Sunday, November 27, 2011

"La Transhumance du Verbe, Incanted René Char": John Matthias' Shorter Poems

Rejoice!  John Matthias' Collected Shorter Poems, vol.2, is now available from Shearsman Books.  Covering Matthias' work in shorter forms from 1995 to 2011, it showcases both the breadth and the consistency of Matthias' achievement.  No small part of that achievement is the wedding of the lyric self to the historical world beyond that self.  Matthias has a term for this, and uses it as the title of one of the poems, “Kedging. ” “Kedging’s all you’re good for,” he writes here, in an address to himself that invokes his image for the kind of poetry that reaches out beyond the self into historical and literary allusion.  The image is nautical in origin: to kedge is to move a ship forward by sending out a launch to drop an anchor at a distance, then winding in the anchor line to pull the ship forward.  For Matthias, this most strenuous form of locomotion mirrors the process by which a certain kind of poet writes.   “Poets, too, may cast an anchor well before them, “ he writes in a modified dictionary definition of kedging, “pulling forward when attached to something solid, only then to cast their anchor once again.”  It’s the “something solid” that’s important here: for Matthias, the poet needs to latch on to something beyond himself to make any progress, catching his anchor in a solid mass of history or literature before he can make any headway.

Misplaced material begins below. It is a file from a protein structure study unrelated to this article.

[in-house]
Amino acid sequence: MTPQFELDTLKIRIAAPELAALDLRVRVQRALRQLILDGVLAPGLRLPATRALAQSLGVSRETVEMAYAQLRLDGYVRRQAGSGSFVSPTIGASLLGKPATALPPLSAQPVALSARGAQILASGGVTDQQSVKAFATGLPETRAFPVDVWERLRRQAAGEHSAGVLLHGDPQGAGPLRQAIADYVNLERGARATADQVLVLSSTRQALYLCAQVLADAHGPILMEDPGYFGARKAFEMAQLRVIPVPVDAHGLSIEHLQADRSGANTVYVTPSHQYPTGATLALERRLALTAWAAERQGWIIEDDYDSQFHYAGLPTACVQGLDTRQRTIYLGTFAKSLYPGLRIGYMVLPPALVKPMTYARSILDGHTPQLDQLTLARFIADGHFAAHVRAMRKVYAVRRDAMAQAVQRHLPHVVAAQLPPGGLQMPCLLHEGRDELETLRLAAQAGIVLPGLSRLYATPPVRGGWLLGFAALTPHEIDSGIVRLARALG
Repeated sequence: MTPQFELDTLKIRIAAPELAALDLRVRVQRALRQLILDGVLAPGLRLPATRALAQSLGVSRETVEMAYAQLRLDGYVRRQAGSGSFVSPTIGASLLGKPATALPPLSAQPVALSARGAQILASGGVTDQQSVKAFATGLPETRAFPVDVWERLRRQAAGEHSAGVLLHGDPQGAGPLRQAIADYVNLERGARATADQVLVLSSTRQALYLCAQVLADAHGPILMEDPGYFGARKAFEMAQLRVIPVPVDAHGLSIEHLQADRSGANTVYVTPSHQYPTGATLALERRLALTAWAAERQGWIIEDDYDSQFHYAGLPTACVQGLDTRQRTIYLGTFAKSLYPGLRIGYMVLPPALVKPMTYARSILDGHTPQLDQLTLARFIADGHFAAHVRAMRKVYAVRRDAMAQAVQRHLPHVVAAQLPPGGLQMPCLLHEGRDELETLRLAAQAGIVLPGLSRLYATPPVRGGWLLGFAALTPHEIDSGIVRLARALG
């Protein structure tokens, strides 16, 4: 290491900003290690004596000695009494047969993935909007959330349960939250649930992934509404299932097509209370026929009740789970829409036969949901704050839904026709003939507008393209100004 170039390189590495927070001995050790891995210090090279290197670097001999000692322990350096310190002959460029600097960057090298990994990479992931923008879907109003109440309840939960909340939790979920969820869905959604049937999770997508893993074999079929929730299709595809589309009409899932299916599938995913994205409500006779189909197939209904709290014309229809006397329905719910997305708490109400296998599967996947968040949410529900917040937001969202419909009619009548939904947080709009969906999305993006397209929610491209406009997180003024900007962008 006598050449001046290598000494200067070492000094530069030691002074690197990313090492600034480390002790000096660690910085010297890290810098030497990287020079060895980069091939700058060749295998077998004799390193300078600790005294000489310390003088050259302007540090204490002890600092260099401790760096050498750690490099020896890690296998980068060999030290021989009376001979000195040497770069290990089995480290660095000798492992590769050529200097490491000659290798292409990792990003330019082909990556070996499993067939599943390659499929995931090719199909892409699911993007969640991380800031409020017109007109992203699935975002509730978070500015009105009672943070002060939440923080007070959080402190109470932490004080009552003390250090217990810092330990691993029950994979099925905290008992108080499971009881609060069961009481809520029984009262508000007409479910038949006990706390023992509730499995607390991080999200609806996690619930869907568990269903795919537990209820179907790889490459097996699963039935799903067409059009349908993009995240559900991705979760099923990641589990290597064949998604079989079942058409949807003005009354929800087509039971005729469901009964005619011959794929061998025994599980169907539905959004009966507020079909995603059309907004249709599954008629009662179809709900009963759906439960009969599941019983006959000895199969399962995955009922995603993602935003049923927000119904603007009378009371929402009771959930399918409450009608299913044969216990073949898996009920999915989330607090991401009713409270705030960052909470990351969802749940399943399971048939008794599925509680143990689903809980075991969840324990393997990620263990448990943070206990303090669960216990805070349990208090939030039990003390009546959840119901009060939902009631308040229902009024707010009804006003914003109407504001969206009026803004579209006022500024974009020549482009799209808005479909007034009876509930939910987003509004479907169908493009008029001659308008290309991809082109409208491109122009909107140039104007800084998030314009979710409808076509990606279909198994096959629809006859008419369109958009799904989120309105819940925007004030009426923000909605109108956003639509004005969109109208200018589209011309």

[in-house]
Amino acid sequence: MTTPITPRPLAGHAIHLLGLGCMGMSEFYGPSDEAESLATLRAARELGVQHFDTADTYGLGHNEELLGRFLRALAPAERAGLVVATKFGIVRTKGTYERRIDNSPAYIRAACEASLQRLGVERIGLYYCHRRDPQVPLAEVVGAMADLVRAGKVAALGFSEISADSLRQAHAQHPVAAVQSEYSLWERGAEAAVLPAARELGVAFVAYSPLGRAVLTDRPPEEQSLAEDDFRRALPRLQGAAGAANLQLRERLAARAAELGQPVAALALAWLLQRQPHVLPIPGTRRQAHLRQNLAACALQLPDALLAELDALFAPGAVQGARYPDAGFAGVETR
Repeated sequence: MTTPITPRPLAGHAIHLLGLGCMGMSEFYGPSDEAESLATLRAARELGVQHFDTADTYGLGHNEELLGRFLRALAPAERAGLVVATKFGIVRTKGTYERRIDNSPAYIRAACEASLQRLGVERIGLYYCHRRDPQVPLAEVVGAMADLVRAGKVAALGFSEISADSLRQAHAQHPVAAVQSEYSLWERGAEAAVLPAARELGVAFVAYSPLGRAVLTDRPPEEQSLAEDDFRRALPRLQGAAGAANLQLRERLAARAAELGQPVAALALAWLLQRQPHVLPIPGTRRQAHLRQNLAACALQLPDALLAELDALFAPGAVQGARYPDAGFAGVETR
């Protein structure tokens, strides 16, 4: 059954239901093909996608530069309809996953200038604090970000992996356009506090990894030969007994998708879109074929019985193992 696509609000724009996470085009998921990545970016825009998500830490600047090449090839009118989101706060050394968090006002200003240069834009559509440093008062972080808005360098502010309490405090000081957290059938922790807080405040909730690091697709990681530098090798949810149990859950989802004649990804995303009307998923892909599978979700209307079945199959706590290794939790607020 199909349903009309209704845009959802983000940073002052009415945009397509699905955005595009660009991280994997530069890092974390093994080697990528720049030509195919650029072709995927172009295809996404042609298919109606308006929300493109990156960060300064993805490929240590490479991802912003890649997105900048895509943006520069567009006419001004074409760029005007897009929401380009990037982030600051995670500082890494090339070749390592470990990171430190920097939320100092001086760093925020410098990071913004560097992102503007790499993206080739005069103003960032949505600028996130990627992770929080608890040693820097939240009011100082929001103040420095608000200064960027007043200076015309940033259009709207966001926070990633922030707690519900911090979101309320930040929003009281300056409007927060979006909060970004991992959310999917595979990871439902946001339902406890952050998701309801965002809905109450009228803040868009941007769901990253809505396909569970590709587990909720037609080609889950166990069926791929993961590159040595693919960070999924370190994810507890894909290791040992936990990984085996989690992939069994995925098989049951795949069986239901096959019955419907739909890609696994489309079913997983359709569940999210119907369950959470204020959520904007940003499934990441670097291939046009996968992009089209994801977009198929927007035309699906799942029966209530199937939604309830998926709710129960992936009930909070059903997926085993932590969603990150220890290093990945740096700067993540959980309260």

This casting out for an anchorage figures in even the most personal and anecdotal poems of this collection.  Consider “Francophiles, 1958,” a memoir of a high school senior year in Ohio.  “La transhumance du Verbe, incanted René Char,” it begins.  Right away we know there’s going to be precious little Norman Rockwell Ohioiana to this Buckeye childhood.  Instead, the anchor’s been flung out far, catching in the solid mass of midcentury French history and culture:

                        Hell was other people
we’d proclaim, pointing out each other’s mauvaise foi.
What was not absurd was certainly surreal, essence rushing
headlong at existence all the way from Paris to Vauclause.

Or again:

We went to bed with both Bardot
and de Beauvoir.  Fantastic volunteers of Le Maquis, we
knew about Algeria, about
Dien Bien Phu...

What comes across most strongly here is the power of our connection to world beyond self: to wars, poems, philosophical ideas, to the spectacle of mass-media, to history as it (often tragically) unfolds.  So strong are the connections one begins to wonder if there really is a separation between the self and the world beyond.  Would those Ohio boys have become who they became without French intellectual chic?  Would their daydreams have been the same without Brigitte Bardot?  Certainly Dien Bien Phu would come to mean a great deal for the class of ’58 in the turbulent decade ahead.  The culture that seemed so attractively remote and exotic turns out to be the very stuff of who we are, or who we become.

One of the points of a poetry like this is to show our interpellation or situatedness in history and culture.  This certainly seems to be what Matthias is getting at in some lines from the poetic sequence that closes the book, “Kedging in Time,” where he writes:

kedging’s all you’re good for
with a foot of water  under you, the tide gone out, the fog so thick
you can’t see the lights at Norderney but enter history in spite
of that by sounding in its shallows with an oar

To enter history — or, at any rate, to see that one has always already been a part of history, and that the self and the historical other are in some sense one — that’s the gist of any ars poetica Matthiasiensis.